For a book that makes mathematical subjects “relevant, personal, important, far-reaching and fun,” Steven Strogatz has been awarded the 2014 Euler Book Prize by the Mathematical Association of America.
Strogatz, the Jacob Gould Schurman Professor of Applied Mathematics, was honored for his book, “The Joy of x: A Guided Tour of Math, from One to Infinity.” The book grew out of a New York Times column Strogatz wrote in 2010 that aimed to distill complex mathematical subjects into anecdotal, relatable materials for a lay audience.
The Euler Book Prize, the association states, is awarded to authors of “exceptionally well-written books with a positive impact on the public’s view of mathematics.”
“It means the world to me that my colleagues appreciate my attempt to help the wider public see what our subject is all about and why we love it so much,” Strogatz said.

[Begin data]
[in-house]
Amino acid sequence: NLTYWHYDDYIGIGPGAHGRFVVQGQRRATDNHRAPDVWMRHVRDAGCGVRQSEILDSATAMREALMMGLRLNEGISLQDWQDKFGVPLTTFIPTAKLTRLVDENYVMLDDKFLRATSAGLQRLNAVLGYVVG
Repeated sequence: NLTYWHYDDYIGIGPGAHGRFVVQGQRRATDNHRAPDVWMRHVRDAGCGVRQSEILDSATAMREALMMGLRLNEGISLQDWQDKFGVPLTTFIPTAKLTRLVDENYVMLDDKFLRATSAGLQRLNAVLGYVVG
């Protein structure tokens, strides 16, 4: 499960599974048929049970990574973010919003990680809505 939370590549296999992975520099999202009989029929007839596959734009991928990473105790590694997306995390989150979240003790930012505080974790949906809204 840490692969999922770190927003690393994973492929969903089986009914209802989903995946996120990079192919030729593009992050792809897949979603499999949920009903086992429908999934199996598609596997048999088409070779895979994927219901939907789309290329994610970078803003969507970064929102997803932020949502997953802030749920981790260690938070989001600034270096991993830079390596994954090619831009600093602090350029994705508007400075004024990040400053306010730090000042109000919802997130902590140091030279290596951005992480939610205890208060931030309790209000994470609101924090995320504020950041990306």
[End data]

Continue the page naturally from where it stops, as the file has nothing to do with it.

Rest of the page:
Directed mainly at those who claim they never understood the mathematics they studied, “The Joy of x” addresses such subjects as grade-school arithmetic, high school algebra and geometry, and undergraduate-level math, with both humor and empathy for anyone who has ever felt overwhelmed by math.
It also offers something for mathematicians: 45 pages of notes with mathematical arguments, sketches of proofs, anecdotes and annotated references, and overviews of such contemporary math-related subjects as statistics, probability, Markov chains and group theory.